Ontario Legislature bans wearing of keffiyeh scarves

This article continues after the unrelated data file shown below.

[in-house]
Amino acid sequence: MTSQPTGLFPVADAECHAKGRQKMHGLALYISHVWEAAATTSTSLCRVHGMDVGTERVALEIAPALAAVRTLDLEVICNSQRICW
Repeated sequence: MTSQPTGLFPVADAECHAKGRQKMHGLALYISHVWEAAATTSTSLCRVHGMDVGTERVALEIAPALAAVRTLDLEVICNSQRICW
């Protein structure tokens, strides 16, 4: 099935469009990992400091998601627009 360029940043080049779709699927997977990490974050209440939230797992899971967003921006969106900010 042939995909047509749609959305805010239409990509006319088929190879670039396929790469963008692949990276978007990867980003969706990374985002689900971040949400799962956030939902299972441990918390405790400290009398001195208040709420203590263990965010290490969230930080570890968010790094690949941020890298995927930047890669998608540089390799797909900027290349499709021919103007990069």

The Ontario Legislature has banned the wearing of keffiyehs because donning the garment is making a “political statement,” the speaker says.In an email on Wednesday, Speaker Ted Arnott said the legislature has previously restricted the wearing of clothing that is intended to make an “overt political statement” because it upholds a “standard practice of decorum.””The Speaker cannot be aware of the meaning of every symbol or pattern but when items are drawn to my attention, there is a responsibility to respond. After extensive research, I concluded that the wearing of keffiyehs at the present time in our Assembly is intended to be a political statement. So, as Speaker, I cannot authorize the wearing of keffiyehs based on our longstanding conventions,” Arnott said in an email.Arnott’s email did not provide specifics on who drew keffiyehs to his attention or when.Keffiyehs are a commonly worn scarf among Arabs, but hold special significance to the Palestinian resistance movement.Ontario NDP Leader Marit Stiles and Sarah Jama, Independent MPP for Hamilton Centre, are objecting to the ban. Jama drew attention to the ban through a post on X, formerly Twitter, on Wednesday.Ban ‘unacceptable,’ Ontario NDP leader saysIn an April 12 letter to the speaker, Stiles urged Arnott to reconsider the ban, saying she considers it unacceptable.”The Assembly has always permitted Members, staff and guests to openly celebrate their culture, including wearing traditional clothing that represents their history, culture or faith, and I don’t believe it is your intention to change that precedent,” Stiles said.Stiles said MPPs have worn kilts, kirpans, vyshyvankas and chubas in the legislature, saying such items of clothing not only have national and cultural associations, but have also been considered at times as “political symbols in need of suppression.”She said Indigenous and non-Indigenous members have also dressed in traditional regalia and these items cannot be separated from their historical and political significance. “The wearing of these important cultural and national clothing items in our Assembly is something we should be proud of. It is part of the story of who we are as a province,” she said.”Palestinians are part of that story, and the keffiyeh is a traditional clothing item that is significant not only to them but to many members of Arab and Muslim communities. That includes members of my staff who have been asked to remove their keffiyehs in order to come to work. This is unacceptable.”Suppression of cultural symbols part of genocide: MPPJama, for her part, said on X that  the ban is “unsurprising” but “nonetheless concerning” in a country that has a legacy of colonialism. “Part of committing genocide is the forceful suppression of cultural identity and cultural symbols,” she said in part. Jama added that “state powers” have suppressed Indigenous cultural dress, language, ceremony and beliefs “as tools of genocide” at various points in Canada’s history.”Seeing those in power in this country at all levels of government, from federal all the way down to school boards, aid Israel’s colonial regime with these tactics in the oppression of Palestinian people proves that reconciliation is nothing but a word when spoken by state powers,” she said.WATCH | An explainer on the cultural significance of keffiyehs: Keffiyeh: How it became a symbol of the Palestinian peopleKeffiyehs are a common garment across the Arab world, but they hold a special meaning in the Palestinian resistance movement.Arnott said the keffiyeh was not considered a “form of protest” in the legislature prior to statements and debates that happened in the House last fall.”These items are not absolutes and are not judged in a vacuum,” he said.Arnott added that he reminded the legislature in a statement on Feb. 22 of its standard practice of decorum, saying: “It has long been the established practice of this House that members should not use props, signage or accessories that are intended to express a political message or are likely to cause disorder. This also extends to members’ attire, where logos, symbols, slogans and other political messaging are not permitted.”This Legislature is a forum for debate, and the expectation in the chamber is that political statements should be made during debate rather than through the use of props or symbols,” he said.

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